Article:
Separate names with a comma.
Discussion in '35mm Cameras and Accessories' started by chip j, Feb 9, 2014.
Why do these cost so much -$60@B&H? They're just a small metal sleeve w/a bump in them.
If they are voltage regulators designed to use the 3v silver battery combos and regulate it to 2.7v, then the silver battery's ability to give flat response (output) over its lifespan; is enhanced to approach or rival mercury batteries. I'm not sure what they are--just heard of them. But if what I believe is so, then it is the best 60 you'll ever spend. If you have a luna-pro with its cell still running linear, then you have the best meter ever made.
A few years ago I researched this subject exhaustively. I found a man who actually had designed and had some prototype regulators made to his order. I bought one of the remaining prototypes after he got married and his priorities changed, and abandon the project. I wired in my little regulator into my luna-pro's power supply circuit, and it has performed beautifully. You get accurate readings till the batteries' last gasp of breath, then dies. Flat as a pancake is the resonse till that last gasp.
Or you can tinker around with hairbrain schemes and never have an accurate meter for more than a few days till the voltage curve changes. BTDT
The battery adapter isn't a regulator, just a precise voltage drop and form factor fix for silver oxide battery replacements. Silver oxide batteries have the same lifespan property of mercury, their voltage doesn't drop until the end and so the regulation isn't needed.
The cost comes from this: "high volume low cost or low volume high cost, pick one" It's a niche item with some tiny electronic bits and it's still cheaper than sending a Luna Pro out to the one or two shops that can modify the guts inside the case directly.
I think you need to further study the voltage curves. Silvers are not flat but for their first 50% of their lifespan. From that point they become no better than alkalines. But the subject is now moot with your information that they are not true regulators. The prototype I bought was a true regulator, even with the ability to raise voltage when the 2.7v fall-off point had been reached. At least, within a reasonable timespan. But by then, the actual battery curve was so far along as to be near depletion, anyway.
Modify the guts? Well, heck, I can do that with 2 shakes of a lambs tail. What's that going to do for the lousy curve of most batteries? Like I said--BTDT.
See this link:
Awesome, thanks! I'll keep my batteries on a shortened replacement schedule now.
Eventually I'll replace my old Luna Pro that I've had since HS in the late 70's, but for now this is how I've kept it running.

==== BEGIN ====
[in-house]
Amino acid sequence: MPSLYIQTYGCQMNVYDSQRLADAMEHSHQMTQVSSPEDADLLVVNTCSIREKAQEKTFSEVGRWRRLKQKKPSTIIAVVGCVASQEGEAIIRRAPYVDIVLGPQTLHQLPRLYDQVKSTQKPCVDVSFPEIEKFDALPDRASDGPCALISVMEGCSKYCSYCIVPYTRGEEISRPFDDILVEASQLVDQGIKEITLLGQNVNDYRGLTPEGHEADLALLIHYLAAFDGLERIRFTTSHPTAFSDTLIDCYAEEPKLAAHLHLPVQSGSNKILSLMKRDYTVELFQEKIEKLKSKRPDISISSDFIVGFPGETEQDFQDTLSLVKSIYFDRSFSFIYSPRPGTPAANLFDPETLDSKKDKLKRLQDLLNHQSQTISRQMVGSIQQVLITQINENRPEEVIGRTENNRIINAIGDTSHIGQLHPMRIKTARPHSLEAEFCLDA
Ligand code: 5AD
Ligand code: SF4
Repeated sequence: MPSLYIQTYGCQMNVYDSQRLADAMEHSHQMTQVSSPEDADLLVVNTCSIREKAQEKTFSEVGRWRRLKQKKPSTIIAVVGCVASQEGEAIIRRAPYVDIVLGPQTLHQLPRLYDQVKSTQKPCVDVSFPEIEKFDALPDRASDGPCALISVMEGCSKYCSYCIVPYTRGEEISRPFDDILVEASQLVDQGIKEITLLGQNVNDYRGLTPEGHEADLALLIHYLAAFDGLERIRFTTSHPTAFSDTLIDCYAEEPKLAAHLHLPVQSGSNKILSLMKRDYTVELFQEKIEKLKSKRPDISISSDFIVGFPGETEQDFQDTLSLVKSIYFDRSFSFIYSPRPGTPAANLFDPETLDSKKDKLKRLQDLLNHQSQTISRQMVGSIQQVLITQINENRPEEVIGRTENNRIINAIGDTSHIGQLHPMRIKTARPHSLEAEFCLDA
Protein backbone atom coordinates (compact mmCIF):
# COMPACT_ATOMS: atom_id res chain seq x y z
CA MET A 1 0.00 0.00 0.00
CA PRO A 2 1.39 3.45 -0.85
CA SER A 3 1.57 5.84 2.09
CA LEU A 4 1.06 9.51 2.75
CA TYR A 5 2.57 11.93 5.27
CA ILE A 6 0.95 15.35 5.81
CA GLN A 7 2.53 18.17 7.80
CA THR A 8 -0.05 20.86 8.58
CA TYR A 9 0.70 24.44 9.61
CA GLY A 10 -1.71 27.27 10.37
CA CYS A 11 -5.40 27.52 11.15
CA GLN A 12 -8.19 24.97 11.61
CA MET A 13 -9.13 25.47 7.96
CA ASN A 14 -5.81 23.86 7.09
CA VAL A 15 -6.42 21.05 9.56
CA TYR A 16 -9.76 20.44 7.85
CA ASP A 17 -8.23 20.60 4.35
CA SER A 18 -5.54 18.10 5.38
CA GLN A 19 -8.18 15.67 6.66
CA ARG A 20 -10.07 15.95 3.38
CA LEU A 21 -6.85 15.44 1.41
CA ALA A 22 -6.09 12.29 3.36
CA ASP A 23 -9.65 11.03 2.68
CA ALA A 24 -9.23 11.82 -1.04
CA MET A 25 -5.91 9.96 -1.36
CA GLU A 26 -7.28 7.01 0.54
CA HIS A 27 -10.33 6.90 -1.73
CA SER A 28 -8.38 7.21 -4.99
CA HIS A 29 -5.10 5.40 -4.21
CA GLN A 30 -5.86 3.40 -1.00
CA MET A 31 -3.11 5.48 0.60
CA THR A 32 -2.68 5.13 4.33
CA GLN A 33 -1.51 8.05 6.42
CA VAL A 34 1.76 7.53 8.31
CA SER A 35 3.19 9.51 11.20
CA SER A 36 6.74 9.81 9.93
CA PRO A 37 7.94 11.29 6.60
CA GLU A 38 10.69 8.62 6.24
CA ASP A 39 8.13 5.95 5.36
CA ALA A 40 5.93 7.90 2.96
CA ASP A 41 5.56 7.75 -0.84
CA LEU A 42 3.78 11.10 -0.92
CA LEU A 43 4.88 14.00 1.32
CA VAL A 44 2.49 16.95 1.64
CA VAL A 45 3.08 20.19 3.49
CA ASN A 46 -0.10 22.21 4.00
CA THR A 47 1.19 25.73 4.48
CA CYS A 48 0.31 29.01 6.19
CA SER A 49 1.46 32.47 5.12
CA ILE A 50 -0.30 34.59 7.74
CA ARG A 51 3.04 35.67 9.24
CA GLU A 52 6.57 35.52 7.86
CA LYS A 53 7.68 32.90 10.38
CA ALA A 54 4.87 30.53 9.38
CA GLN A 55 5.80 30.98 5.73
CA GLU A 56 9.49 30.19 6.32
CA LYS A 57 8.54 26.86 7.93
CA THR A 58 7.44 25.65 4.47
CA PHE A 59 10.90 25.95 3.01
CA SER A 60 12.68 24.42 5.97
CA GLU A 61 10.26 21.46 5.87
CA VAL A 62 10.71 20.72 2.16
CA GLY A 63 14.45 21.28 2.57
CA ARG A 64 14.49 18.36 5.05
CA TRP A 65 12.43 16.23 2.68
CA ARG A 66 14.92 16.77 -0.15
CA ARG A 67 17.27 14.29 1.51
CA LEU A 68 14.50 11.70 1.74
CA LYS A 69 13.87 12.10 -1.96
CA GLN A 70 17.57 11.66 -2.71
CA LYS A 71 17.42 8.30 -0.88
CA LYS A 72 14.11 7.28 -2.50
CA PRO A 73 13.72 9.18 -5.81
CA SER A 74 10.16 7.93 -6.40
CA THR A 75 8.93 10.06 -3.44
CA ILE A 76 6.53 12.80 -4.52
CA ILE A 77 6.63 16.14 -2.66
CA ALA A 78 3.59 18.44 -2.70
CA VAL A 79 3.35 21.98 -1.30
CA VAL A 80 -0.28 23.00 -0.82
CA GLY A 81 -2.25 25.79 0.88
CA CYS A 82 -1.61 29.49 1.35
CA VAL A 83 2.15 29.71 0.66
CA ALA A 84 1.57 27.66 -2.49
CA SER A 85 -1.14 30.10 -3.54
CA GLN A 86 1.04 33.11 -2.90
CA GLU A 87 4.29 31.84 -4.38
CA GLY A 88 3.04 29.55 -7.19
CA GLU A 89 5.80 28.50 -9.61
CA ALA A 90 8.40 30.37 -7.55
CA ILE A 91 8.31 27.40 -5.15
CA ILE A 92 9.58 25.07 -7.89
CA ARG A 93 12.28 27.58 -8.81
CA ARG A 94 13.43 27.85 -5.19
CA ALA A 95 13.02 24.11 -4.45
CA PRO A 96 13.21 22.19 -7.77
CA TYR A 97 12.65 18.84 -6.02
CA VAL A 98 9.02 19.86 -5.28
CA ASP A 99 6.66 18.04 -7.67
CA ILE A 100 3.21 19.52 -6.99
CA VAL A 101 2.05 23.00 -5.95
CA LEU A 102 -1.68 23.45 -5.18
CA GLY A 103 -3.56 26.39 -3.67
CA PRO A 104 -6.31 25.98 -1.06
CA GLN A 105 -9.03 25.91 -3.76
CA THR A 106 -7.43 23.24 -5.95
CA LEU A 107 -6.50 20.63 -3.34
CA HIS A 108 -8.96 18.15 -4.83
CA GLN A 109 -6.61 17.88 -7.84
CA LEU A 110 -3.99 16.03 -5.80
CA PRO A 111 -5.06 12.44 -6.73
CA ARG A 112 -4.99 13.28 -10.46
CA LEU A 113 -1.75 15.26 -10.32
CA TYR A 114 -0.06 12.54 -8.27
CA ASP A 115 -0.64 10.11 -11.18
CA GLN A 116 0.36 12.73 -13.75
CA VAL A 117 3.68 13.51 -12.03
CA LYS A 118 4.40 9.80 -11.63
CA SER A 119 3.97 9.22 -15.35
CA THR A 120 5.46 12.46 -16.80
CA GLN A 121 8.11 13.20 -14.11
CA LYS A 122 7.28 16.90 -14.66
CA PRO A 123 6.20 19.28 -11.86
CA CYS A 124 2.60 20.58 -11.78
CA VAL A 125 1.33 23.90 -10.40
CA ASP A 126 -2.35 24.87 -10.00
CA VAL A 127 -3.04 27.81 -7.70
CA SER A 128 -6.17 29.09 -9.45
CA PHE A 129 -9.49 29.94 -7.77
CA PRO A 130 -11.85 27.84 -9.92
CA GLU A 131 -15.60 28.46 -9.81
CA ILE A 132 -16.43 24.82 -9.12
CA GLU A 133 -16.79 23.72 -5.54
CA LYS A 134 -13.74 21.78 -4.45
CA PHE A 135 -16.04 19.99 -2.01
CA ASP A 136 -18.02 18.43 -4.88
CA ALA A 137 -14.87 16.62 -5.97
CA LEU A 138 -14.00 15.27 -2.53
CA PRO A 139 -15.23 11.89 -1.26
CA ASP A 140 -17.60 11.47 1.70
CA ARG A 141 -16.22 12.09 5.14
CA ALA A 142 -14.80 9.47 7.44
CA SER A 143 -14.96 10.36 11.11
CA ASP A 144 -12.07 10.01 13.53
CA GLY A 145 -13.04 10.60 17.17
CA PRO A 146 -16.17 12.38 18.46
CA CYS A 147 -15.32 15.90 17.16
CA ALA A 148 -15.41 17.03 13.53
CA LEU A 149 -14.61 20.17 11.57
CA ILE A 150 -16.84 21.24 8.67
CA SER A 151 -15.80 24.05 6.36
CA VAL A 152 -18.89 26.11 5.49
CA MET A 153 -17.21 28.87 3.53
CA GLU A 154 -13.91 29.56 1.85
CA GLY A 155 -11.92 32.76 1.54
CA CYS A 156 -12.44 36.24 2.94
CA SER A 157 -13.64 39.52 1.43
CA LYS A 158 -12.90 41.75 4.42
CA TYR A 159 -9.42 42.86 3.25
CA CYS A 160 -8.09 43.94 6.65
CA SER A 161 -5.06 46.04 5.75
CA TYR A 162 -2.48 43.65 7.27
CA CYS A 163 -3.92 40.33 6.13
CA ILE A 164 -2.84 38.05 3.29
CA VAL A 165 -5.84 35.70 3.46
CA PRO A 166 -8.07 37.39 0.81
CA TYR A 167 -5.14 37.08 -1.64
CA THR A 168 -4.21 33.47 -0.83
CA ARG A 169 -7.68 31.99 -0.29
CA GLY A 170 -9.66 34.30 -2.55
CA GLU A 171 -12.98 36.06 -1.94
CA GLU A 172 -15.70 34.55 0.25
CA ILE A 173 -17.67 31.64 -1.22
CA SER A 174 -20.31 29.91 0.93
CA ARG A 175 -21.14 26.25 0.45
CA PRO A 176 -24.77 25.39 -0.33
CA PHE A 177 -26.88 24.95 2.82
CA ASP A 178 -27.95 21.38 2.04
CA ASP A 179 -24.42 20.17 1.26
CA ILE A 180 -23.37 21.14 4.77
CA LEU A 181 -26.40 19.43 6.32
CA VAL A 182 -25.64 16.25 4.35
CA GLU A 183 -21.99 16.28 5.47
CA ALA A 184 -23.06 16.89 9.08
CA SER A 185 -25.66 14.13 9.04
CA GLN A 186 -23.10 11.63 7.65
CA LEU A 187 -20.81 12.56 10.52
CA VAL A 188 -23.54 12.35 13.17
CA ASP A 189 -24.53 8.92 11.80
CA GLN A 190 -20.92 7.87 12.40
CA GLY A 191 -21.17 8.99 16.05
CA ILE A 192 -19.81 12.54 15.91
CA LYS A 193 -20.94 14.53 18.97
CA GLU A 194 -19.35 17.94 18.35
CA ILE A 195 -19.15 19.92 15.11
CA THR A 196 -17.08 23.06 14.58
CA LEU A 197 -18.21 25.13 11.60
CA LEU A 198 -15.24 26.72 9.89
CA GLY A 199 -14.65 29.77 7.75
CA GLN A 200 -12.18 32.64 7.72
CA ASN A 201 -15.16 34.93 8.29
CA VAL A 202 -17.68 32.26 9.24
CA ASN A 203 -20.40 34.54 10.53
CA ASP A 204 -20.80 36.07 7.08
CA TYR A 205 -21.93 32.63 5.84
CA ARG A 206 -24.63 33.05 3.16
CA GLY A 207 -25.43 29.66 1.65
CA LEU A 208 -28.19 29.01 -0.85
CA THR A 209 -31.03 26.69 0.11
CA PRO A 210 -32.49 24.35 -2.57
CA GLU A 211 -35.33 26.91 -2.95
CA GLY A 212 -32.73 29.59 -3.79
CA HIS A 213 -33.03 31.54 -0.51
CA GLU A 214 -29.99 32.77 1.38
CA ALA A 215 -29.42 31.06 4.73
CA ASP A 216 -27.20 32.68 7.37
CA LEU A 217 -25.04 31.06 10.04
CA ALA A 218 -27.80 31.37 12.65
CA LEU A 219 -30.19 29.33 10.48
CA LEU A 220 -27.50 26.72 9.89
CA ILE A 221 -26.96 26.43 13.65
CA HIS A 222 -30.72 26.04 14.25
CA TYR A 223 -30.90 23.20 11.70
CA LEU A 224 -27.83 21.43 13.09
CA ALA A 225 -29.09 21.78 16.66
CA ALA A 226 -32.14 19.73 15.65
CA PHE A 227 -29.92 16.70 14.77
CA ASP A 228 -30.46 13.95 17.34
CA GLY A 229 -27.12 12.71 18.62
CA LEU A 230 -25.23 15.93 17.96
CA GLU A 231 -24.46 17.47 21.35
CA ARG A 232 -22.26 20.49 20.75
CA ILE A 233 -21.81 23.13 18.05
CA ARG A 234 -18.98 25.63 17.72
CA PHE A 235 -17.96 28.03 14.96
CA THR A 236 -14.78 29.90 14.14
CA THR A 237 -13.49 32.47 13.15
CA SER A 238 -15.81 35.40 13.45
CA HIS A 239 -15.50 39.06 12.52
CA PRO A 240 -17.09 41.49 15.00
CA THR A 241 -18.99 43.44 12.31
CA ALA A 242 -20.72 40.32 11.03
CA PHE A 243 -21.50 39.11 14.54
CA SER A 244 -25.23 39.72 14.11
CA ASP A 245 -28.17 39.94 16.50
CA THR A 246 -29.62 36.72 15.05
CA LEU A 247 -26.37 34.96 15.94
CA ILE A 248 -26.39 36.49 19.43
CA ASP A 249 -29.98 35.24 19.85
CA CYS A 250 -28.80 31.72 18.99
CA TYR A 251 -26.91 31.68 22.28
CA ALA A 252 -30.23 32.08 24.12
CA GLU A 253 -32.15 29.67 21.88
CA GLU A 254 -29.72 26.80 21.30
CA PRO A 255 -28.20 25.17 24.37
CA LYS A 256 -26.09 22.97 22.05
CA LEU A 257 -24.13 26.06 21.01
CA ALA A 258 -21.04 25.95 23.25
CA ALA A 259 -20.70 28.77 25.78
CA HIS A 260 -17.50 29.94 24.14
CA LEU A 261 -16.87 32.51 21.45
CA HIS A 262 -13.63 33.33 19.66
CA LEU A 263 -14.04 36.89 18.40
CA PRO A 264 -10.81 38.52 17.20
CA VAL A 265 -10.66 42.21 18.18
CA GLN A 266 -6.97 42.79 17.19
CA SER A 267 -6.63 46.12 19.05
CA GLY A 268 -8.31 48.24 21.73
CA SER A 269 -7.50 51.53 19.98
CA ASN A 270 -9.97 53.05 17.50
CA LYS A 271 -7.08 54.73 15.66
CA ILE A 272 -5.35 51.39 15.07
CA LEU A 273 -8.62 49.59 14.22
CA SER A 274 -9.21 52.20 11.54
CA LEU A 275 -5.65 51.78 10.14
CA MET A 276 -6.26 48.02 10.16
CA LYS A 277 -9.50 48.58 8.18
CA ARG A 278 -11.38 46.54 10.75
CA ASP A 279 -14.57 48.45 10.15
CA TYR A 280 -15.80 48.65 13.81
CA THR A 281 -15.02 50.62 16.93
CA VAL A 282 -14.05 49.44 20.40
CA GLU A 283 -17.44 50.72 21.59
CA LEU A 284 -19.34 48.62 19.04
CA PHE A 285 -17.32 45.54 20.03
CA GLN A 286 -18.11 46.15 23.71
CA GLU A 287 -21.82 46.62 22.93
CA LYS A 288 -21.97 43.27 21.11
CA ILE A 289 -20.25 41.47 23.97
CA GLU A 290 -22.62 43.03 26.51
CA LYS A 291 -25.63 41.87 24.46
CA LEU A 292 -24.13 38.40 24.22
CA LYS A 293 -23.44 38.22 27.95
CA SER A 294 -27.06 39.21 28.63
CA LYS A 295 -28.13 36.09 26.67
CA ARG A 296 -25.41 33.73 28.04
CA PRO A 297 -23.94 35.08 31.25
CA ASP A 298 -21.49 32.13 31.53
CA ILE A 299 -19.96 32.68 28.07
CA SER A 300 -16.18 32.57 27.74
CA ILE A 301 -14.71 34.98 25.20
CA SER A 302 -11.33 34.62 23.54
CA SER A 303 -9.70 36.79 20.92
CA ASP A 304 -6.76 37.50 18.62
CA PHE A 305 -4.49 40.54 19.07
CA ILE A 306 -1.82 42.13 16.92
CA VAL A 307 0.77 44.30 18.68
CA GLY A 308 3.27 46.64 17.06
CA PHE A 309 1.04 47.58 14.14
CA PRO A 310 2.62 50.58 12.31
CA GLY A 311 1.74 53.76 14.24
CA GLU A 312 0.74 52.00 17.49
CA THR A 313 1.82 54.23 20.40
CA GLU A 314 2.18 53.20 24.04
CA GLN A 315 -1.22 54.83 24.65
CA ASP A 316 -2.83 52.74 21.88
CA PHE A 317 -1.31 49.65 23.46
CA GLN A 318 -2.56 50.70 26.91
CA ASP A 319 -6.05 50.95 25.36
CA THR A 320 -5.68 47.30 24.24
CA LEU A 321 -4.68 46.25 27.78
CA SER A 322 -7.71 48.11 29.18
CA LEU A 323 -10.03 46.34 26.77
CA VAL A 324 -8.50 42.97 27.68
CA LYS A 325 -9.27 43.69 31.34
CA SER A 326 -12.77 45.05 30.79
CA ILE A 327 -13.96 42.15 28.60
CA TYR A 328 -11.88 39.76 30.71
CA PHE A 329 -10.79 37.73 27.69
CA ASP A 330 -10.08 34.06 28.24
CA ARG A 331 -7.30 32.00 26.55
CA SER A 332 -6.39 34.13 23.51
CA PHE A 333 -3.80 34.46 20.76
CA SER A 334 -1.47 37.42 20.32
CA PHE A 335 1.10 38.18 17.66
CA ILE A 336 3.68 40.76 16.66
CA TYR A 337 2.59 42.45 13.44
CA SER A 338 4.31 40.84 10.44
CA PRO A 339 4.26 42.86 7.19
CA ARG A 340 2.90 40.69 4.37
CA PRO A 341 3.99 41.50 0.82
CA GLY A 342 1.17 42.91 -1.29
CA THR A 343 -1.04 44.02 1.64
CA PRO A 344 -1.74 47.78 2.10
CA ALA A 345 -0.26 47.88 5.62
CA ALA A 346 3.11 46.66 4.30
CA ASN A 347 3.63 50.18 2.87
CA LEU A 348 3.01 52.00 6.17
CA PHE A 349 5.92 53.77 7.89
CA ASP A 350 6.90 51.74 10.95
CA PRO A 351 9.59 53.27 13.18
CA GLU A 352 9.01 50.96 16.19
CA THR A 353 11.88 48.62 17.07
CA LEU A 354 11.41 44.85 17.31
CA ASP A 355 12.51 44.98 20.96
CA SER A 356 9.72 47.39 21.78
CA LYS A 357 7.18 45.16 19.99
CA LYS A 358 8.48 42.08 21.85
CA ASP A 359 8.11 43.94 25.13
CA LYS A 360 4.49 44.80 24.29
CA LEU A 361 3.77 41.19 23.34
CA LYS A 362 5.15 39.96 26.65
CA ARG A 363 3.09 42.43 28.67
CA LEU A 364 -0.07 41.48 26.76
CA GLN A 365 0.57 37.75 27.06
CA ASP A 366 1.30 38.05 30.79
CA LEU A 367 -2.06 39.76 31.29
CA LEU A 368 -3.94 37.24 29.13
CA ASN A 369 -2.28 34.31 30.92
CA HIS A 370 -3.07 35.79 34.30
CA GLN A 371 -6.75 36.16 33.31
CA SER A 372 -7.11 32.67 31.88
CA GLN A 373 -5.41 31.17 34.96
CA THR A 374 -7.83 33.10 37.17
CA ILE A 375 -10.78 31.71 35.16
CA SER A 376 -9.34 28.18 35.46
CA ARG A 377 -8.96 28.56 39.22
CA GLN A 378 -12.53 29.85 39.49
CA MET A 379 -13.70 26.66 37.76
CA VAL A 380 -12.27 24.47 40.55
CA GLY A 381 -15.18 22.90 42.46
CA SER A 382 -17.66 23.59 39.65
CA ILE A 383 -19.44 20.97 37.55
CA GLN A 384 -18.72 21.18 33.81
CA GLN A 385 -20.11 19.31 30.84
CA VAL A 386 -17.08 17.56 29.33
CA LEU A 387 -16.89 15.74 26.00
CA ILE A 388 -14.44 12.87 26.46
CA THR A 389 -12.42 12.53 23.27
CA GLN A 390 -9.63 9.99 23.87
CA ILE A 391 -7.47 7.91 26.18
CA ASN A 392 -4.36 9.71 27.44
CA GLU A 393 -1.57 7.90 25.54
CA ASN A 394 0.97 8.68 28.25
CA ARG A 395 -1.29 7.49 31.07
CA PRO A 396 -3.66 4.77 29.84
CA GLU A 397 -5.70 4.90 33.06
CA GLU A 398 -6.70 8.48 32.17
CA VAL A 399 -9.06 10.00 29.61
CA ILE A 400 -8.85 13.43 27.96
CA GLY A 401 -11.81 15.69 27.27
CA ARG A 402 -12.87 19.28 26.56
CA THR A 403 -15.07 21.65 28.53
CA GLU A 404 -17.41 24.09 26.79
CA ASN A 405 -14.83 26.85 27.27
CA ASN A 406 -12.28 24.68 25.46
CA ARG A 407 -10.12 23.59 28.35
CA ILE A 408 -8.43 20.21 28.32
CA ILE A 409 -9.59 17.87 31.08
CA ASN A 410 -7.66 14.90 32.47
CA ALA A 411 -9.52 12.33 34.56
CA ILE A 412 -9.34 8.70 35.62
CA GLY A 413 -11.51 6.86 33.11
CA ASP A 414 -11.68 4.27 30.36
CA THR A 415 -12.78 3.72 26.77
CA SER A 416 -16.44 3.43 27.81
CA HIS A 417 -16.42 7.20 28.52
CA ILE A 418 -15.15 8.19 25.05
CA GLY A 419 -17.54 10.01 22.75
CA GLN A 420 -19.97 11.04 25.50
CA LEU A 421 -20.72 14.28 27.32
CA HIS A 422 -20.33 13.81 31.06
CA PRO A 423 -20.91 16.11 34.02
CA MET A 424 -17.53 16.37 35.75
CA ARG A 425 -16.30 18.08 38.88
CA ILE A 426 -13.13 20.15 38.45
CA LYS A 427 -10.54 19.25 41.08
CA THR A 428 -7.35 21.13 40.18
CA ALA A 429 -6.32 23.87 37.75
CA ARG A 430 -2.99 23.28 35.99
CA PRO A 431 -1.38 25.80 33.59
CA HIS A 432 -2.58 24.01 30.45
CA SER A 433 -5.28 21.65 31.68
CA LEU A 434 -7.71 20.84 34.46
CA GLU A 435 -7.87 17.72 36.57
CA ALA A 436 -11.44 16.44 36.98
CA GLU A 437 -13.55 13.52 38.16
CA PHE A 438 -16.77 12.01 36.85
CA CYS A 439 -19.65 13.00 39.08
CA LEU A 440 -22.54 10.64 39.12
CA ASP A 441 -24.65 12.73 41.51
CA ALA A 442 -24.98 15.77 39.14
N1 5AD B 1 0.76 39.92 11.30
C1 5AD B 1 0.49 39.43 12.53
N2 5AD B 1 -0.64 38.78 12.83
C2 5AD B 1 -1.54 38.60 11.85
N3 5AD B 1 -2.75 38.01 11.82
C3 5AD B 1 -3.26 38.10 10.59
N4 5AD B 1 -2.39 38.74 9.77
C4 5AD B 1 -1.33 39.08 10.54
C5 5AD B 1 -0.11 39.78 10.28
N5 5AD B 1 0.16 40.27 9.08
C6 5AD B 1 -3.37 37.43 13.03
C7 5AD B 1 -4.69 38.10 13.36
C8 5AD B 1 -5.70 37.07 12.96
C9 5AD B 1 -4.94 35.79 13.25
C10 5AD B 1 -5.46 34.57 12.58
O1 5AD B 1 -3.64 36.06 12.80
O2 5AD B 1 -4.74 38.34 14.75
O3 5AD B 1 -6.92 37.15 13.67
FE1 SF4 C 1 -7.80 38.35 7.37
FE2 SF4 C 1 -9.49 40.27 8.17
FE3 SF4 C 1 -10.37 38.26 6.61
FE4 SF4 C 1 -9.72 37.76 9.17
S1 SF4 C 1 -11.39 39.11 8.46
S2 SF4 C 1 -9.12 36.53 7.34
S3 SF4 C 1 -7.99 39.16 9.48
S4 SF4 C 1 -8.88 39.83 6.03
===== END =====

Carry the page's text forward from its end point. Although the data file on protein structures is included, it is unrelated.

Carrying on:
Sure, friend. But there's no reason to replace it. Keep an eye on lower end response for accuracy. That assured, your CdS cell linearity is still good and there's no reason to get rid of it.
Do it yourself, with the manual by de Gruijter:
google battery cell problem and as well try this link...
but silver cells are close enough?
if you use the meter every day use a Zn air cell if infrequent use a silver cell and diode replace every 18m.
for an accurate light meter I use a Weston II or III
the local village electical shop still sells Shockety diodes (Maplins).
oops AgX posted the other link
Speaking from my point of view, all these links are almost comedic. I've read 'em all. For a whole year I studied this problem from every point of view. But each time my studies ended up at the same conclusion. A silver battery is a fair performer compared to the mercury. But its failings still did not stack up. Schottkey diodes, adaptors, re-adjustment of sensitivity... you name it.
I guess I'm claiming to be a self-proclaimed expert on this particular subject. And there's not much in this world I can lay claim to such a level of knowledge and proficiency. A voltage regulator is the only answer, if you want a perfect result; which I actually finally achieved. OK. I'll shut my yap on this one, guys. The second best idea was one von Hoegh came up with on his Nikkormat. But I've only been here a year and didn't know about his wein idea
Sure a voltage regulator and a higher voltage battery would work but I've got a large number of cameras that would need one as well as two lunasix...
But ignoreing your expertise
Zinc air cells are so close to 1.3v, they are available as hearing aid or Wein and economic for a working pro who will use the meter regular they have limited life in service, ie once you remove the seal a few months... and may turn on slow...
The silver cell is ok if you discard early and fit a diode adapter. If you drop the adapter and it dissapears into a drain you are stuck. You can test the battery with multimeter & resistor before a shoot, they are on shelf life time with a Lunasix unless you clamp the rocker down discard after 18m
It is easy for me to add a Shockety diode internally and stick a label to remind me (use AgO). But is nice to use a K1000 and not have to worry about a shop open on Sunday... even silver buttons are difficult.